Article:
It’s a common phenomenon for any agency or freelancer working in a digital marketing discipline: a prospective client that quibbles about a few hundreds of pounds on your proposal, but at the same time is spending countless thousands on ‘classic’ above-the-line marketing.
For some reason, the perceived value of digital marketing is significantly less than that of classic marketing. A well-executed TV advertising campaign is expected to cost, at minimum, several tens of thousands of pounds, but companies are often loathe to even remotely consider similar expenditures on digital marketing campaigns.
The root cause of this perception issue is easy enough to identify: there is a long-established, ingrained belief that stuff on the internet is free. Free information, free services, free social media, and even free (or very low cost) websites.
With all that free stuff available online, why would you pay much for online marketing?
The thing is, of course, that digital marketing is hard. It takes time and effort and skill, and none of those things come for free.
While it takes just 2 minutes to create a free business page on Facebook, getting 100,000 fans to Like it and engage with your business is most definitely not free, and certainly not done in a few minutes.
A few hours work and a handful quid will get you a very basic website, but getting tens of thousands of weekly visitors to it (or, for that matter, a quality website that actually delivers value and showcases your brand effectively) is an altogether different thing.
Few companies appreciate this difference. Senior managers fully realise that to get on to TV you need to pay TV channels money to show your adverts. When you can get a website or Facebook page for practically free, why would you pay?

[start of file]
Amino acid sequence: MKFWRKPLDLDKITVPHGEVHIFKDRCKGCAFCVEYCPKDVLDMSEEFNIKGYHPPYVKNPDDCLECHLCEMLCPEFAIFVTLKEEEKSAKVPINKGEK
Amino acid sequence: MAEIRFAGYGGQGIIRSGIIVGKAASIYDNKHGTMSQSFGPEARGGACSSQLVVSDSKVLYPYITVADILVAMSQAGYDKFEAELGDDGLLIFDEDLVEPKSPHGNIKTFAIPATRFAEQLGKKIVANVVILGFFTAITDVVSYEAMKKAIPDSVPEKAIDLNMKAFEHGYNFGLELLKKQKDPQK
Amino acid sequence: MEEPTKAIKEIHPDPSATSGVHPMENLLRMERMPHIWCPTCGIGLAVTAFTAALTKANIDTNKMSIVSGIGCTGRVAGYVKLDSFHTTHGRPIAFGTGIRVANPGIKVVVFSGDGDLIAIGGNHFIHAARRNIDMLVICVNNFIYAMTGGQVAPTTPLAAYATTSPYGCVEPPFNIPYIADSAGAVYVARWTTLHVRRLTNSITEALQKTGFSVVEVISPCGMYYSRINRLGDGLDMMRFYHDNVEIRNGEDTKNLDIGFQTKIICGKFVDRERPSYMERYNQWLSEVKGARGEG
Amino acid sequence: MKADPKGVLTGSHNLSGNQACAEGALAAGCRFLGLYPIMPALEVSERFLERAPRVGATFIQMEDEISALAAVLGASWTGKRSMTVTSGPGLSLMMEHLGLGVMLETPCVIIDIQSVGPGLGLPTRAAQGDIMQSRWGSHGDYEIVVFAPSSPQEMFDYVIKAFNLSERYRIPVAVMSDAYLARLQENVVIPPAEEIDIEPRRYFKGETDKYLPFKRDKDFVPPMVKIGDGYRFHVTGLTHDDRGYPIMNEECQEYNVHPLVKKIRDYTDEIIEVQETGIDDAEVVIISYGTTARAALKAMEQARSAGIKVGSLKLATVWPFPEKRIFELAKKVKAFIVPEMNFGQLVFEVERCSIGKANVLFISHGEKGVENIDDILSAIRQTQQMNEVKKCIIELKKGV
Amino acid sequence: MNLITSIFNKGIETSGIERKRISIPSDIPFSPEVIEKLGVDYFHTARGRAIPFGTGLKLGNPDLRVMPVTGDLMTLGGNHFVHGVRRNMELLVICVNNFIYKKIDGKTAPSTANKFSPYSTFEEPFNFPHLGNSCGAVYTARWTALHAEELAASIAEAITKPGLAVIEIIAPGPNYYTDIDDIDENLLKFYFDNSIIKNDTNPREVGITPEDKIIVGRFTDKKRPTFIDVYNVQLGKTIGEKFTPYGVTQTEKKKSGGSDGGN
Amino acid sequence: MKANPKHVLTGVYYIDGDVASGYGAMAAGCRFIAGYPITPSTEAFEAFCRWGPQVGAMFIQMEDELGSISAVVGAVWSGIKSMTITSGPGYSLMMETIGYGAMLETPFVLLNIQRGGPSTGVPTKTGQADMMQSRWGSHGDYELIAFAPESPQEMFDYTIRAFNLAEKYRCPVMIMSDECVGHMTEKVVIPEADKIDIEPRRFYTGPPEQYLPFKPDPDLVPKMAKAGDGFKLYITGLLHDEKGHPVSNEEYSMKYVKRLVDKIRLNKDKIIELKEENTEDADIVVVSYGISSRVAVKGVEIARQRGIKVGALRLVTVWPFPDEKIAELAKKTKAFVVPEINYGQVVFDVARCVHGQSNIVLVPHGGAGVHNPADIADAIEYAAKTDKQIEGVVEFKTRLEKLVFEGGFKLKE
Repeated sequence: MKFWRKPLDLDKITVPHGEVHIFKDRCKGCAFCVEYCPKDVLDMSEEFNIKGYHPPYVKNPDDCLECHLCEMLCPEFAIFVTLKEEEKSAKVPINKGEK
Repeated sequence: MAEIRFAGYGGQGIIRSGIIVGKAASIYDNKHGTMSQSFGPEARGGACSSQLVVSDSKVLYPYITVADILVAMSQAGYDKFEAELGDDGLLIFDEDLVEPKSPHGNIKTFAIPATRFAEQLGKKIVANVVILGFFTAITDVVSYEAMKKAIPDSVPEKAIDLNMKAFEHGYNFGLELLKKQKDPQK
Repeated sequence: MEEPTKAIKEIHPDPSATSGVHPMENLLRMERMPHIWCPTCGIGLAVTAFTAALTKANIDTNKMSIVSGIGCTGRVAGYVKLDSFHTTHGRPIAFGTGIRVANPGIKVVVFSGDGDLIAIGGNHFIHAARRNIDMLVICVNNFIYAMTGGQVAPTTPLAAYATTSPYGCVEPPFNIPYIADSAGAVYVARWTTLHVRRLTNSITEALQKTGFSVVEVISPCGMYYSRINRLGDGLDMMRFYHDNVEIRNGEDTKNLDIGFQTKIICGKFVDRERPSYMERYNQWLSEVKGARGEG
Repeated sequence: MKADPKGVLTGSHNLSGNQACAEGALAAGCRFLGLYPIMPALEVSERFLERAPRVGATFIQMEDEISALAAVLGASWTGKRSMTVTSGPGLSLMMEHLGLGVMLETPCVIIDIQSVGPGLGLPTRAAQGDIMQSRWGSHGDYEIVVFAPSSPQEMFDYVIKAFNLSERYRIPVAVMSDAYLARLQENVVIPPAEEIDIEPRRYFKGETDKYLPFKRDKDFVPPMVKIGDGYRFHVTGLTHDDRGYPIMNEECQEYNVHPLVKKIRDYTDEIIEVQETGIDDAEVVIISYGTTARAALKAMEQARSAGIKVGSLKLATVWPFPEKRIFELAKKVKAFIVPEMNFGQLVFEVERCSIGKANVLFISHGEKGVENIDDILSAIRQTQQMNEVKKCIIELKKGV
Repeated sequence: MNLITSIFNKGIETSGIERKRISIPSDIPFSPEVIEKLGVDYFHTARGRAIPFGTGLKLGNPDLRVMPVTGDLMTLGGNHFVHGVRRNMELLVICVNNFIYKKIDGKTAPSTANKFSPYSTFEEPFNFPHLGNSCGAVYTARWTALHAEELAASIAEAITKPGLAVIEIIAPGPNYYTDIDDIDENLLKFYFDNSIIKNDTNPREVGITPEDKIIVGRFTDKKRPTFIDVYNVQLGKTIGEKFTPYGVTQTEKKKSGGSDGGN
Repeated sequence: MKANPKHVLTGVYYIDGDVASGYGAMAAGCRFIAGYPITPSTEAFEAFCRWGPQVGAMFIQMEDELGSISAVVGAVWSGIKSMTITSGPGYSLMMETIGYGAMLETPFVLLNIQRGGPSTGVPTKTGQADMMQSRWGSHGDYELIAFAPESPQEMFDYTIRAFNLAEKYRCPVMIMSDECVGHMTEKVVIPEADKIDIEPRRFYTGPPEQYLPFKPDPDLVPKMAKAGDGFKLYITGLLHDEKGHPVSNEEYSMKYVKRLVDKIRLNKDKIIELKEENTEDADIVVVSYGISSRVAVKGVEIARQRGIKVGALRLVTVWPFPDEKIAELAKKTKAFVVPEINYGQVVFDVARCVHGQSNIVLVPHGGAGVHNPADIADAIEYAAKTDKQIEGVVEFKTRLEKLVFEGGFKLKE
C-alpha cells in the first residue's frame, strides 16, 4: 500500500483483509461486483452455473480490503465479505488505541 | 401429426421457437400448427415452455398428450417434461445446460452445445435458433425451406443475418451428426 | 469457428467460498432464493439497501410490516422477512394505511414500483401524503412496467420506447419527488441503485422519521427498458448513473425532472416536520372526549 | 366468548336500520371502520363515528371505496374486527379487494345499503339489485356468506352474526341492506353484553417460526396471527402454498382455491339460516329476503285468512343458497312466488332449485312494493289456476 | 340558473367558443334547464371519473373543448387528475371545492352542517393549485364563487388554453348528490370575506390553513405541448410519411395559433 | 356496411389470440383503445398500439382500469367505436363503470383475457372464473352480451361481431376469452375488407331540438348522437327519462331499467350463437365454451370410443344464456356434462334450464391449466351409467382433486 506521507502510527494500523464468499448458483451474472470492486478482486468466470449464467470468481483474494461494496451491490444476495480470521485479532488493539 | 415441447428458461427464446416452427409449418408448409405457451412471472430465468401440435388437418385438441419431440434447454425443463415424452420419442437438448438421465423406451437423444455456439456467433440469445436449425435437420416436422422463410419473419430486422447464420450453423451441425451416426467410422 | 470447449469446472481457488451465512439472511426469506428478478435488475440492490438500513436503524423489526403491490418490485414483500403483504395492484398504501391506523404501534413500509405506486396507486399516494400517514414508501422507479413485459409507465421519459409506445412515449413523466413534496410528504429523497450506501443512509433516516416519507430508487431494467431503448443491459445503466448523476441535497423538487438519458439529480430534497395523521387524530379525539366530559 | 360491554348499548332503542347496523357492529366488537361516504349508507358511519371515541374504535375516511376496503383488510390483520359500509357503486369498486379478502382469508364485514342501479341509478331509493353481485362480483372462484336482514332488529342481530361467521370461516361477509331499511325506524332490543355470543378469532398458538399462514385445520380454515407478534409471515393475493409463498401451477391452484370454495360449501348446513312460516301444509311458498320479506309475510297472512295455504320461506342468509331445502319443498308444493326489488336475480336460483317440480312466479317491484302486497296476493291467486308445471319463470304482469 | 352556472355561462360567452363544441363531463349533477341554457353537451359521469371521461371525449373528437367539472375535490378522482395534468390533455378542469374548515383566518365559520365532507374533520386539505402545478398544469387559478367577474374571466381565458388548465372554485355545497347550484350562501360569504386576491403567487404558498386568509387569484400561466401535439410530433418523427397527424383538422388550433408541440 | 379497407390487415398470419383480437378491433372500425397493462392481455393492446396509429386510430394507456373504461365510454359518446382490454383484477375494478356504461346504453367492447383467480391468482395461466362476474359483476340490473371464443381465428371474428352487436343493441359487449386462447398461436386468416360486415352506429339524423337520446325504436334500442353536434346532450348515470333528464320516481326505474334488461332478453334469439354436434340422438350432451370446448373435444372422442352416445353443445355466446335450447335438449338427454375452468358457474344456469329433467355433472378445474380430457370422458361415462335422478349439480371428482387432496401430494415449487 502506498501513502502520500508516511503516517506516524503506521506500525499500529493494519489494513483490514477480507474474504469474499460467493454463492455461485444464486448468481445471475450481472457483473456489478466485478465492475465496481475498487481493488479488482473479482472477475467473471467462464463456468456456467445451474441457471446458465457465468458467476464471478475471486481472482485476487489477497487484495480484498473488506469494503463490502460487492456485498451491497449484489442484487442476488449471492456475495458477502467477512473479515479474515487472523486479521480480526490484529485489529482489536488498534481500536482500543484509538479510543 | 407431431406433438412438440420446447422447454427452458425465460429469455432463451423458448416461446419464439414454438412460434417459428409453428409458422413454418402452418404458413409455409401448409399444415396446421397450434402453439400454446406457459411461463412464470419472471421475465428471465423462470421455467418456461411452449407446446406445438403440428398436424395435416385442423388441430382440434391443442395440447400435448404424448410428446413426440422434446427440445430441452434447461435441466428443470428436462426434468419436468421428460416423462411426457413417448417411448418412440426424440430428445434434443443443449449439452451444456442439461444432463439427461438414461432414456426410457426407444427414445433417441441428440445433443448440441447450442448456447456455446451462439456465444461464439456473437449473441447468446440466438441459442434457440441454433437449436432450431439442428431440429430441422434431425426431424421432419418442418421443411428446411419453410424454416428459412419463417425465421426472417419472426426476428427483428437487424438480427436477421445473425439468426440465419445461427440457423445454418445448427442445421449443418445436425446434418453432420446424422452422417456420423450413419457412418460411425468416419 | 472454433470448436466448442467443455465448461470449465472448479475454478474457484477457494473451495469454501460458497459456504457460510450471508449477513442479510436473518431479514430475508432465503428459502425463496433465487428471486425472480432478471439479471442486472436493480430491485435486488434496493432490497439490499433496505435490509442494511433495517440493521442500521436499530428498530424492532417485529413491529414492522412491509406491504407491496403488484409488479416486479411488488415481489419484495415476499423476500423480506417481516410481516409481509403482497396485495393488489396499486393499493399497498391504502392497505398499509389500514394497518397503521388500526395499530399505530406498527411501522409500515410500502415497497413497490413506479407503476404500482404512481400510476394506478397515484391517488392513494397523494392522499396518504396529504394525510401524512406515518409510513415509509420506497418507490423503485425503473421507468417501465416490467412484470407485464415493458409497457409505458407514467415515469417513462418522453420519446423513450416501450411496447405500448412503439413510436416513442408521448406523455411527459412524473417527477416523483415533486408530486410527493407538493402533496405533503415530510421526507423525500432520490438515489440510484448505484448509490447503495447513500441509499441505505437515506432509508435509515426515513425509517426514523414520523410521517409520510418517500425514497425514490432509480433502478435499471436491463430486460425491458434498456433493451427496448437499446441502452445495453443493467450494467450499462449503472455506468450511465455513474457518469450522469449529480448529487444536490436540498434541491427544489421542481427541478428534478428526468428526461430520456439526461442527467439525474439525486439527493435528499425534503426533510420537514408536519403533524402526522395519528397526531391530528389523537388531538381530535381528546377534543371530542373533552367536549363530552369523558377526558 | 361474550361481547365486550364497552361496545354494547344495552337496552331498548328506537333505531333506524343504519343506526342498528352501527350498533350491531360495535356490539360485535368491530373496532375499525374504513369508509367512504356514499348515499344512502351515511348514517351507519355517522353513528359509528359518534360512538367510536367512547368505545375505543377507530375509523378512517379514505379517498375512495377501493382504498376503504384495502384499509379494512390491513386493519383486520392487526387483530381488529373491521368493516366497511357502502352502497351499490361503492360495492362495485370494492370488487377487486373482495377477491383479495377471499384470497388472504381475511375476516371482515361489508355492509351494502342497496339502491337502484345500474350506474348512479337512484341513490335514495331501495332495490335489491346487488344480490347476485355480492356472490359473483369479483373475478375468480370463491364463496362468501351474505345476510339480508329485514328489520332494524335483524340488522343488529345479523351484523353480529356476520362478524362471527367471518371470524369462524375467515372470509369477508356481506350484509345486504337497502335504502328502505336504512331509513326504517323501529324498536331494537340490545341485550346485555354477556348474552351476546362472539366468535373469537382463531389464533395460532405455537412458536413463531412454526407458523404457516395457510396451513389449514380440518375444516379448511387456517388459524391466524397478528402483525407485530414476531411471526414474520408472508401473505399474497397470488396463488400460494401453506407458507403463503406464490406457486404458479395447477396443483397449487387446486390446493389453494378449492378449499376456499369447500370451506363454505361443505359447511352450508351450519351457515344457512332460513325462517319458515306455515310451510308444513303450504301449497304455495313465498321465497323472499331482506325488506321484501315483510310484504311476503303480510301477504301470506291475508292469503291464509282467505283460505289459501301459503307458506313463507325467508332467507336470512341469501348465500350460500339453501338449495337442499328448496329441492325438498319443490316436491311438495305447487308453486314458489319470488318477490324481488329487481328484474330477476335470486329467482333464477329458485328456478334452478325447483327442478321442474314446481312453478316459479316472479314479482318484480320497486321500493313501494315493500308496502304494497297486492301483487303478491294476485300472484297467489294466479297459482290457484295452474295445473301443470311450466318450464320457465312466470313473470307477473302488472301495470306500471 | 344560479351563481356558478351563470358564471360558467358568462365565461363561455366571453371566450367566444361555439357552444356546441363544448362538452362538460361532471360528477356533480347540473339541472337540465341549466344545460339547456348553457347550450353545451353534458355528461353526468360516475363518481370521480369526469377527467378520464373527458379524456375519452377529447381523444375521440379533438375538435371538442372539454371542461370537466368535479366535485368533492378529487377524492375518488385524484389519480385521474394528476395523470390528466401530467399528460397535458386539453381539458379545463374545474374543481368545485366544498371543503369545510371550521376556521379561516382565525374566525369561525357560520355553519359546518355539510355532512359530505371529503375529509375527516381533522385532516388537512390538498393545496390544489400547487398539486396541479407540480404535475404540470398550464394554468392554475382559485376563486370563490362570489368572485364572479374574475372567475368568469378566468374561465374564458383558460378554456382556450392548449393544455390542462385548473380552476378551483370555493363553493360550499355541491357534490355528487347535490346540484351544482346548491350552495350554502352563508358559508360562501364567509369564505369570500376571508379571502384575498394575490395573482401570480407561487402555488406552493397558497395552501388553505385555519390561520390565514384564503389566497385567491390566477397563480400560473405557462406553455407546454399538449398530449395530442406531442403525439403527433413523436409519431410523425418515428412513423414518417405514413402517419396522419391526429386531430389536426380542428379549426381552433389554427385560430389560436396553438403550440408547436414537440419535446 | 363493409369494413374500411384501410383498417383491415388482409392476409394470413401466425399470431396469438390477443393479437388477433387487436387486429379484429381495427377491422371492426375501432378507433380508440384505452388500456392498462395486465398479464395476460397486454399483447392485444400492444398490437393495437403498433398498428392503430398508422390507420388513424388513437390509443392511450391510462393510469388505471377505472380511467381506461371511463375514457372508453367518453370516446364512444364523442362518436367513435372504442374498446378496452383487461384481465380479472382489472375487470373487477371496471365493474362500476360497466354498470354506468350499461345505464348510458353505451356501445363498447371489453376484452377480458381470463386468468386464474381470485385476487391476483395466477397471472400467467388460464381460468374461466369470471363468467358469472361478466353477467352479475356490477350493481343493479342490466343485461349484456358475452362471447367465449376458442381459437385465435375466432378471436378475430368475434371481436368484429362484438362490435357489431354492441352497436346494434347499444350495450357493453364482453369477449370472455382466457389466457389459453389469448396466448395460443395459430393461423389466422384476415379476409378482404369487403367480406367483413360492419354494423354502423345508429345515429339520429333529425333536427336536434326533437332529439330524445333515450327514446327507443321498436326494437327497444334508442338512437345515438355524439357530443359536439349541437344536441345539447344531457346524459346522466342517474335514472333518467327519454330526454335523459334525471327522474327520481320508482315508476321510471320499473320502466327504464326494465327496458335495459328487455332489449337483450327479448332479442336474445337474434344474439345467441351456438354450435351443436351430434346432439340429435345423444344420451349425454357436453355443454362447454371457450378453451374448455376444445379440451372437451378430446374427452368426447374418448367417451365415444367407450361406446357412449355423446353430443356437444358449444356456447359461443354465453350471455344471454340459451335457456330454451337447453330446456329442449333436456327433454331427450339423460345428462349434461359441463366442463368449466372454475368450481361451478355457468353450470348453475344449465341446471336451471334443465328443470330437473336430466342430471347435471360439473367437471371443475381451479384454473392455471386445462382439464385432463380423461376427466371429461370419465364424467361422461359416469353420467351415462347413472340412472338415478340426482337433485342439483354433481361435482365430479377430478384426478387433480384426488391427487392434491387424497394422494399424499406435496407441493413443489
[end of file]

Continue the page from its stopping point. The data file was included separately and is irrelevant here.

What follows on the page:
Audience Not Included
Classic marketing channels such as television and print advertising come with a built-in audience. People watch TV and read papers, and there are the relevant Nielsen metrics and ABC figures to prove it. Consumers of those media channels are exposed to your ads, whether they choose to or not (though this, too, is increasingly less the case).
Online, however, the audience is not guaranteed. Getting your ‘ad’ – your website or social media page – online is easy. Getting people to see it, that’s the hard bit.
On the internet the user is in control. Online, people have a choice whether or not to watch your ‘ad’. And nearly always, they choose not to.
Unless you give them a very good reason. That, in a nutshell, is what digital marketing does.
And yes it’s hard, and yes it’ll cost money. Increasingly more money, in fact, as companies are getting clued in and users have more and more options to choose from, and you need to provide ever-better reasons for users to choose you.
We can show companies all the traffic graphs and search rankings and attribution models we want, unless companies understand that in digital marketing they need to work to reach the audience that comes as standard in classic marketing, it’ll be a losing struggle.
I hope the day comes soon when digital marketing will be valued on a par with classic marketing, but I fear it’ll take a shift in common perceptions of what the internet is, and a clearer understanding in businesses of how users engage with brands online.